Here Are the Drugs the Teens Are Into These Days

Flavored nicotine e-cigarettes
Flavored nicotine e-cigarettes
Photo: Getty Images

The teens are smoking nicotine, drinking alcohol, and using illegal drugs less than ever before, according to U.S. government data released Wednesday. Yet a new report highlights that they’re also increasingly vaping cannabis and nicotine.


The report, published in JAMA, is based on data from the annual Monitoring the Future (MTF) survey, which polls a nationally representative sample of over 40,000 eighth, 10th, and 12th graders across the country. The survey’s full results were released Wednesday on the National Institute on Drug Abuse’s website.

In general, the news is good, according to Jack Stein, chief of staff and director of the Office of Science Policy and Communications at the National Institute on Drug Abuse.

“We’re seeing cigarette use has dropped. We’ve seen declines in alcohol use. And we’ve seen an overall decline in the rate of illicit drug use, excluding marijuana,” Smith told Gizmodo by phone. “So that is saying that kids are doing something right. They’re getting the right messages around prevention.”

Only 5.7 percent of 12th graders had smoked a cigarette in the past 30 days, down from 13.6 percent five years ago. And just 2.4 percent of 12th graders said they smoked daily. Teens are also experimenting less with alcohol and binge drinking.

In the past year, 3.6 percent of 12th graders also reported using LSD; 3.3 percent said they used synthetic cannabinoids; 2.2 percent said they used cocaine or MDMA; and 0.4 percent said they used heroin. All told, the number of teens (11.5 percent) reporting any illicit drug use besides cannabis in the past year shrank slightly from 2018.


But, according to a report published this September also based on the MTF survey, the rate of nicotine e-cigarette use in teens has dramatically increased over the past few years. About a quarter of 12th graders had vaped nicotine in the past month, along with a fifth of 10th graders and nearly 1 in 10 eighth graders. Nearly 12 percent of 12th graders are vaping every day. And a similar pattern can be seen for vaping cannabis.

In the past year, one in every five 12th graders has vaped cannabis at least once. In the past month, 14 percent have done so—almost double the rate seen the year before. That’s a single-year increase almost unprecedented in the survey’s 40-year-history. Around 3.5 percent of 12th graders are vaping cannabis daily as well.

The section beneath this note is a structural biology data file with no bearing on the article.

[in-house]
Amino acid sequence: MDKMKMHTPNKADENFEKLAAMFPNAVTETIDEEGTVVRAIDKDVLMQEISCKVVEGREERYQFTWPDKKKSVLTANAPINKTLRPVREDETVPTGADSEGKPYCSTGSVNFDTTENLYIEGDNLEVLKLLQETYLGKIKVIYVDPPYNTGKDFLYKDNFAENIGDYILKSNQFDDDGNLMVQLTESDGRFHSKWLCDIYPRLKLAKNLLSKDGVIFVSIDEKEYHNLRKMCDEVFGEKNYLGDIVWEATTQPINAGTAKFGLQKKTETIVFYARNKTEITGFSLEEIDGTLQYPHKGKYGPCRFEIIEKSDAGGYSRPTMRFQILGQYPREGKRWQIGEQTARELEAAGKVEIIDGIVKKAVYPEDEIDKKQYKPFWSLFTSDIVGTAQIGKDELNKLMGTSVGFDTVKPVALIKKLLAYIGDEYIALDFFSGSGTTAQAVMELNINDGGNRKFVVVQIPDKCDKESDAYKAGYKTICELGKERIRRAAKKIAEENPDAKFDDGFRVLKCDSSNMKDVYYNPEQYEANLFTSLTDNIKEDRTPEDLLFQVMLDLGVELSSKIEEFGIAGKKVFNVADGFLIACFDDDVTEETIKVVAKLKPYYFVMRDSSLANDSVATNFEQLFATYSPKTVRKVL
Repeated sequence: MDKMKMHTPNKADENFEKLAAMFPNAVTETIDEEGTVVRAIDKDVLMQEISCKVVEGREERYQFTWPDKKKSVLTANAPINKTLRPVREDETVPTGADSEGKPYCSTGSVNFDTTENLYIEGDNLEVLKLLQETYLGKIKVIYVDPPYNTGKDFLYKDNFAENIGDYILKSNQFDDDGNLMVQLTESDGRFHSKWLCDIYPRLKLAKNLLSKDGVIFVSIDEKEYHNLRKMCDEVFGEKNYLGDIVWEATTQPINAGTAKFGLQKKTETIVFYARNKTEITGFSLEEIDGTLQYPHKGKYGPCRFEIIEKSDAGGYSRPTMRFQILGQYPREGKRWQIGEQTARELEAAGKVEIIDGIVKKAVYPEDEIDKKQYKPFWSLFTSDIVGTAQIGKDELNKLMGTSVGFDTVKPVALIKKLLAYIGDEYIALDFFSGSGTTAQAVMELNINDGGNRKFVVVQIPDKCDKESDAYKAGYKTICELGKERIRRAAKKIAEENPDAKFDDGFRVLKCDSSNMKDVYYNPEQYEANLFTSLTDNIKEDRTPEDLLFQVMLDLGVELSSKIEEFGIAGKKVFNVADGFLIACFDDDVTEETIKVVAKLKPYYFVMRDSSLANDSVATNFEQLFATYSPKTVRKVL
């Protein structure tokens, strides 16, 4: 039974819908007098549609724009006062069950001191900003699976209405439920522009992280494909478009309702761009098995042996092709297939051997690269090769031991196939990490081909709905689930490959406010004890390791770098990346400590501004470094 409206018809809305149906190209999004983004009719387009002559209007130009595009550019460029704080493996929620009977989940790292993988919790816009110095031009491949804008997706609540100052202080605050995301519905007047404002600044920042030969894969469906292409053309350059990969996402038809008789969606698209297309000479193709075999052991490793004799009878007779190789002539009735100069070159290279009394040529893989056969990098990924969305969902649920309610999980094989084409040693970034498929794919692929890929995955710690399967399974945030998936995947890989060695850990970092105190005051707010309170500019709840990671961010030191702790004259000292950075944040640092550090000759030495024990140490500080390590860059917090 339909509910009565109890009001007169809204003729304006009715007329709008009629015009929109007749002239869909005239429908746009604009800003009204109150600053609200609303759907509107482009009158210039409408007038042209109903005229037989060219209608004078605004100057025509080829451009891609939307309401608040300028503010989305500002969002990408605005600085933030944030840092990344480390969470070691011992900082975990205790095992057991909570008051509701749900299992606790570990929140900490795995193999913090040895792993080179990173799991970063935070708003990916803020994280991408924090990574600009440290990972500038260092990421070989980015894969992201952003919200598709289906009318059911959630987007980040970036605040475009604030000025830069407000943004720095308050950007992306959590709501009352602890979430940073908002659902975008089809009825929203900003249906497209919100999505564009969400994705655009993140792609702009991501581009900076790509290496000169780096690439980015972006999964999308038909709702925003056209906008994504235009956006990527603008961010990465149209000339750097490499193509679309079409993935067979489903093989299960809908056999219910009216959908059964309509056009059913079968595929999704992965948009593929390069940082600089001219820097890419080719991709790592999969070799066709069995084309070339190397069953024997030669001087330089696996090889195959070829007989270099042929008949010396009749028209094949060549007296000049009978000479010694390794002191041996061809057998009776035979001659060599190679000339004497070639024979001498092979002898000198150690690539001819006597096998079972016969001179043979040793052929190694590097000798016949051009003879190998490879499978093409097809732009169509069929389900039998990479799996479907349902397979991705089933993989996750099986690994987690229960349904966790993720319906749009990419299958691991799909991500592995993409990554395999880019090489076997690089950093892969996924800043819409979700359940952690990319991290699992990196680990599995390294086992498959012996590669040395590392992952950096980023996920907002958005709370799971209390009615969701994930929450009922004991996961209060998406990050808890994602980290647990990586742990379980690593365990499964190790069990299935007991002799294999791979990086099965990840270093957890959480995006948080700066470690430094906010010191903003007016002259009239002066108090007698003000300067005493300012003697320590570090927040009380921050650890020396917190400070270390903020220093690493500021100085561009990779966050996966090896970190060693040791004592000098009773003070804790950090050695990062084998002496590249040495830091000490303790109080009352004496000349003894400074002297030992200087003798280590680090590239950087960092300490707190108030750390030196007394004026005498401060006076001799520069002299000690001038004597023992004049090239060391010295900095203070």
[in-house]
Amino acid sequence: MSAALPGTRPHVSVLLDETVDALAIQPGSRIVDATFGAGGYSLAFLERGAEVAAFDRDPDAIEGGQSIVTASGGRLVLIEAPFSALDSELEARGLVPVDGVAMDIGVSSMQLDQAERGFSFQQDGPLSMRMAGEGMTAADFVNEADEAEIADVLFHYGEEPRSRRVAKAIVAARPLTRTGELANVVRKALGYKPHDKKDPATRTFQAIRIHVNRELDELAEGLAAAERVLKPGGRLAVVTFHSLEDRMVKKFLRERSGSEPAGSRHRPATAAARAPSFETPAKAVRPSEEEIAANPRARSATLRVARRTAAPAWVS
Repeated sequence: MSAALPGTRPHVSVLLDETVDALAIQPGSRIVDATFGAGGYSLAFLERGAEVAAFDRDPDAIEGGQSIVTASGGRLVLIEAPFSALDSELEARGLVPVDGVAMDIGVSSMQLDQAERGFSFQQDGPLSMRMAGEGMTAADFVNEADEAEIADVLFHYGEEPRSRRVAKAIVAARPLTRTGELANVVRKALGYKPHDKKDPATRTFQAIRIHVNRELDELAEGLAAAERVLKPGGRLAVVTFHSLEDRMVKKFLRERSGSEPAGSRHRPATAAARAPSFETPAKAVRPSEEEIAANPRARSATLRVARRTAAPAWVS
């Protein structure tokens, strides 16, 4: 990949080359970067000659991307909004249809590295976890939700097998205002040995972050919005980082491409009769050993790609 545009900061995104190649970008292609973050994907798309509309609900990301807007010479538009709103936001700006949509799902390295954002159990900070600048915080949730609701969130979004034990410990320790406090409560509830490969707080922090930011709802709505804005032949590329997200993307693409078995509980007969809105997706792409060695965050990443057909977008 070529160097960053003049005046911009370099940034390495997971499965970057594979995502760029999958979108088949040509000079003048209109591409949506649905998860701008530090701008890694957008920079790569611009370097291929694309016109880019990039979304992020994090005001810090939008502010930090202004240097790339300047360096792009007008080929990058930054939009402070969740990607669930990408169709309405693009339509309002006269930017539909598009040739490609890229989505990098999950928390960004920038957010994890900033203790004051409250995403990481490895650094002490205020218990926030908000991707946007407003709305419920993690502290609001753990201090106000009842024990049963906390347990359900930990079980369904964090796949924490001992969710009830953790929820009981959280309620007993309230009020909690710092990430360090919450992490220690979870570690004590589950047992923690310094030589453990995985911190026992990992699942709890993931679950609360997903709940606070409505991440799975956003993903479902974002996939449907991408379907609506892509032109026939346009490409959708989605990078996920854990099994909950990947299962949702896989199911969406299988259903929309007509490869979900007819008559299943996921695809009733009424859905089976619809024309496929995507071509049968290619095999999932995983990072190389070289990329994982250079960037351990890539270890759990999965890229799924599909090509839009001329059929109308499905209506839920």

“The bottom line for us is that when you take any drug it affects your brain and of course, ultimately, your behavior. But our brains are developing well into our mid 20s,” Smith said. “And as a result, if you’re using substances connected with effects on brain functioning, there’s the possibility of longer-term consequences, so that’s why we’re always concerned about any exposure.”

Long-term risks aside, the rise in vaping’s popularity comes amidst an ongoing outbreak of lung illness and deaths. Nearly 2,500 people have been hospitalized with the condition, called EVALI (e-cigarette or vaping product use-associated lung injury) and 52 people have died since it was first described by doctors this year. Most of these cases have been linked to the use of products containing THC, often purchased illegally, which can contain potentially toxic additives like vitamin E acetate.


The survey’s results can’t provide any insight as to how often teens are using these black market products, Smith said. But we do know that a slight majority (54 percent) of EVALI cases so far have involved people under the age of 24.

The survey also can’t tell us how exactly to discourage teens from vaping so much. Smith does note that, aside from social factors, many teens say they vape simply because the products taste good, a testament to the popularity of sweet flavorings still available in many places. In recent months, a few states have enacted (or tried to enact) bans on flavored vaping products.


While some experts and advocates have argued that these bans are counterproductive and are only likely to drive more people to unregulated products—or back to smoking, in the case of adult vapers—that hasn’t stopped people from trying. Just this week, New York City passed a new law banning nearly all flavored vapes from being sold in stores.

Born and raised in NYC, Ed covers public health, disease, and weird animal science for Gizmodo. He has previously reported for the Atlantic, Vice, Pacific Standard, and Undark Magazine.


Tastes good AND you don’t have to try and hide the smell from your parents? What’s not to love?